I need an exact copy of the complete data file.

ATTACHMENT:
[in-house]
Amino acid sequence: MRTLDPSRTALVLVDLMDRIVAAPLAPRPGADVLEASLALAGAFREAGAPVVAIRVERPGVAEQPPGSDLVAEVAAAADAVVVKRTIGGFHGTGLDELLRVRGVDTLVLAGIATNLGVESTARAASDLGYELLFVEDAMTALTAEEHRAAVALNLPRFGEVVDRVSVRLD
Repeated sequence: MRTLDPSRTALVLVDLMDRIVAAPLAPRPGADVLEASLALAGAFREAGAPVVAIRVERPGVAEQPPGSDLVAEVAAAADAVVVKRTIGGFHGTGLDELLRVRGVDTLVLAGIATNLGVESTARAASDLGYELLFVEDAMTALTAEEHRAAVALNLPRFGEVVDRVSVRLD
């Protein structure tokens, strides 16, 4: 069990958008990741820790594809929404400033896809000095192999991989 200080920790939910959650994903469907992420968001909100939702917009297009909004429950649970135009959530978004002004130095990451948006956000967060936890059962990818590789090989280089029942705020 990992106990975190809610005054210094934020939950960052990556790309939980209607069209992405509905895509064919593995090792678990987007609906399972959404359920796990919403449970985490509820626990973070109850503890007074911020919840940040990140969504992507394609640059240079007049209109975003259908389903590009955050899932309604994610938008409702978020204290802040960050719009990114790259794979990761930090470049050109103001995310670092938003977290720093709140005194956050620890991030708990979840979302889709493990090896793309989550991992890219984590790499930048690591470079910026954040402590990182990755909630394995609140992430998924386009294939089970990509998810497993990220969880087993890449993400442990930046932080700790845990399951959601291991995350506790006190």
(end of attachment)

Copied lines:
[in-house]
Amino acid sequence: MRTLDPSRTALVLVDLMDRIVAAPLAPRPGADVLEASLALAGAFREAGAPVVAIRVERPGVAEQPPGSDLVAEVAAAADAVVVKRTIGGFHGTGLDELLRVRGVDTLVLAGIATNLGVESTARAASDLGYELLFVEDAMTALTAEEHRAAVALNLPRFGEVVDRVSVRLD
Repeated sequence: MRTLDPSRTALVLVDLMDRIVAAPLAPRPGADVLEASLALAGAFREAGAPVVAIRVERPGVAEQPPGSDLVAEVAAAADAVVVKRTIGGFHGTGLDELLRVRGVDTLVLAGIATNLGVESTARAASDLGYELLFVEDAMTALTAEEHRAAVALNLPRFGEVVDRVSVRLD
């Protein structure tokens, strides 16, 4: 069990958008990741820790594809929404400033896809000095192999991989 200080920790939910959650994903469907992420968001909100939702917009297009909004429950649970135009959530978004002004130095990451948006956000967060936890059962990818590789090989280089029942705020 990992106990975190809610005054210094934020939950960052990556790309939980209607069209992405509905895509064919593995090792678990987007609906399972959404359920796990919403449970985490509820626990973070109850503890007074911020919840940040990140969504992507394609640059240079007049209109975003259908389903590009955050899932309604994610938008409702978020204290802040960050719009990114790259794979990761930090470049050109103001995310670092938003977290720093709140005194956050620890991030708990979840979302889709493990090896793309989550991992890219984590790499930048690591470079910026954040402590990182990755909630394995609140992430998924386009294939089970990509998810497993990220969880087993890449993400442990930046932080700790845990399951959601291991995350506790006190």